Lyon County Commissioners officially approved the county’s newest health order during a regularly-scheduled action session Thursday.
Referencing their encouragement by the area’s current COVID-19 situation — which included 20 active cases as of Thursday afternoon according to information provided by Lyon County Public Health — commissioners said they didn’t see much reason for “altering what was already working.” Set to run through Sept. 18 after going into effect at midnight Friday, the new order does not mandate masks but “highly encourages” them in situations where proper social distancing cannot be maintained.
Guidelines regarding mass gatherings remain unchanged — with the limit still set at 45 people — as does language providing recommendations on travel, high-risk individuals, proper business protocols and promoting the safety of individuals currently residing in nursing homes or other long-term care facilities. A full copy of the order will soon be available on the county’s website at lyoncounty.org/index.
“I think we’ve in some way developed a plan that fits [the situation] and a plan that the people of Lyon County want,” said Commissioner Rollie Martin. “They want to have their own individual rights to wear a mask or not wear a mask and have the responsibility as an individual to move this community forward, move [cases] back down and to hopefully make it so schools can open in the fall. That means wearing a mask when there’s no opportunity [for social distancing], wherever that may be.”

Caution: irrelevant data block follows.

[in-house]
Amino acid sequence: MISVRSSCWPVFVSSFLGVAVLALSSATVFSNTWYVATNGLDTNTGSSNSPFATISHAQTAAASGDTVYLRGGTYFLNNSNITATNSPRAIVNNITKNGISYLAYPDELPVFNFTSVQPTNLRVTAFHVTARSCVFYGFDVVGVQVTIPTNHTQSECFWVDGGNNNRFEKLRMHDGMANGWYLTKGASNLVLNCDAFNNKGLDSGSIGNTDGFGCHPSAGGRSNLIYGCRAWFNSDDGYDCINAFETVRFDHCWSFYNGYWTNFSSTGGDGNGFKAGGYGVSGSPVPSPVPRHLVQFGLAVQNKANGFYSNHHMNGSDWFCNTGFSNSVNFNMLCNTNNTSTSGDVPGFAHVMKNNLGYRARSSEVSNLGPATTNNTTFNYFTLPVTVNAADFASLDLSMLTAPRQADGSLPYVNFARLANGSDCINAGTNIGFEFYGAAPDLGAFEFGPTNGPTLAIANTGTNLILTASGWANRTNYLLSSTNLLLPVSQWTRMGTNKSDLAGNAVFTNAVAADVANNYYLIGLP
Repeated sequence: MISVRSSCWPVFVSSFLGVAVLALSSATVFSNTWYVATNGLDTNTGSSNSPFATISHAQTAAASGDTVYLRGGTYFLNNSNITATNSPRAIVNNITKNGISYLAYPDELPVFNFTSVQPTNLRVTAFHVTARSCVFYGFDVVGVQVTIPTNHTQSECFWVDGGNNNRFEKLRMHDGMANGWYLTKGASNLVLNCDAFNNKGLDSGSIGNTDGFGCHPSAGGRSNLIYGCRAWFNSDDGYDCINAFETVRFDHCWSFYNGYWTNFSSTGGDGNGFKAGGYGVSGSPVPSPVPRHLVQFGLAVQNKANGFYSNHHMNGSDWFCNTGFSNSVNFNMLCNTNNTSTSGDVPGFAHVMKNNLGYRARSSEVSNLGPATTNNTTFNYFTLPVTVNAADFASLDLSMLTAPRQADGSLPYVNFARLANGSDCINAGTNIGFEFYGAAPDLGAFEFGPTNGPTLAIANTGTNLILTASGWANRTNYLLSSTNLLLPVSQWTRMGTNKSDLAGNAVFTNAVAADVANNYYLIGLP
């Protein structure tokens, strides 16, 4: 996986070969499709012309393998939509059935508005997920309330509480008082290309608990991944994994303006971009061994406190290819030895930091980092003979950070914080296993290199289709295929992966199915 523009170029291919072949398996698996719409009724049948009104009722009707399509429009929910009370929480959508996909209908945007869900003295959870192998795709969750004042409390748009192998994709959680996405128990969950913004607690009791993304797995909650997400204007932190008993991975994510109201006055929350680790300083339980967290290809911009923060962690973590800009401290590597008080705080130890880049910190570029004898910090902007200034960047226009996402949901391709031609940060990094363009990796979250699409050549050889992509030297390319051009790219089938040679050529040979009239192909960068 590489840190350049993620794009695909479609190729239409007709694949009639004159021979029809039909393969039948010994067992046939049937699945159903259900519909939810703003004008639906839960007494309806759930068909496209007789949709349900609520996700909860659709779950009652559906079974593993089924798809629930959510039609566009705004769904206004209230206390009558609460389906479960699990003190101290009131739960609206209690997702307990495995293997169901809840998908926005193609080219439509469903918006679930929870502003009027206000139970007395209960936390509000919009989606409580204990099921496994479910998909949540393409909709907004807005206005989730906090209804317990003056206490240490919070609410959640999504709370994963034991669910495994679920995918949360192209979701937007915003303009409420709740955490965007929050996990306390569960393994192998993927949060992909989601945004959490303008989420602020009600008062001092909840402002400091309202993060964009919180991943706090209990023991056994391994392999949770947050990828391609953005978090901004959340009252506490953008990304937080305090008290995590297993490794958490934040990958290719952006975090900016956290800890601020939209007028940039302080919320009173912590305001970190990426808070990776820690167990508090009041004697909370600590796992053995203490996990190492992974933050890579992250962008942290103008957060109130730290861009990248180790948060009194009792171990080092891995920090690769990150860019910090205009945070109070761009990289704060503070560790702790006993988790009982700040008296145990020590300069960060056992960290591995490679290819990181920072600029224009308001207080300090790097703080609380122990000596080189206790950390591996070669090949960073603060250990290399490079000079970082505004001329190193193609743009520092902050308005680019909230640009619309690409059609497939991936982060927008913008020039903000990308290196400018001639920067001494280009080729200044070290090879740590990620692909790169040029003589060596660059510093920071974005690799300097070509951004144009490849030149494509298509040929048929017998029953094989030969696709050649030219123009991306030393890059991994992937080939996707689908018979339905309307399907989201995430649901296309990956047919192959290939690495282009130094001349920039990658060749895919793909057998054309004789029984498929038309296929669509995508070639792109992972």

“We have to be very careful about overwhelming [Public Health’s] systems,” agreed Commissioner Scott Briggs. “Our numbers are great right now and I think the reason for that is about what the people have been doing. Of course there’s going to be exceptions to that. When you talk about the word ‘universal’ that means any and everybody has to wear a mask … I support the theory of universal masking, but I don’t know how that would be able to be enforced. That’s the main concern.”
“[COVID-19] is a scary deal, and it’s not something that’s going to go away immediately,” Commissioner Dan Slater added. “We’re going to have to watch it every week, especially if the numbers start going through the roof like they’ve done in Arizona and some other places. There’s a chance that maybe we’ll have to come back to it, and maybe it’s something we can look at each meeting moving forward.”
Lyon County Attorney Marc Goodman agreed that it was highly possible the order would be restructured in some way during the course of its lifetime. He encouraged commissioners to see the order as a “living document” and keep updated on the latest information and recommendations from health agencies in order to promote the safest possible environment for county residents.
“A special meeting can be called at any time should the trends and tendencies reflect that the commission needs to change this order,” Goodman said. “That can be done with minimal notice. So, saying Sept. 18 [as a deadline] is not so set in stone.”
During the meeting, the Lyon County Commission also:
• Approved a contract for administrative services between Lyon County and Western Consultants for the 2020 Coronavirus Aid, Relief, and Economic Security Act
• Tabled the purchase of ProQA Emergency Medical and Emergency Fire
Dispatch online protocols in the amount of $154,961.48. The matter will be discussed again on July 16.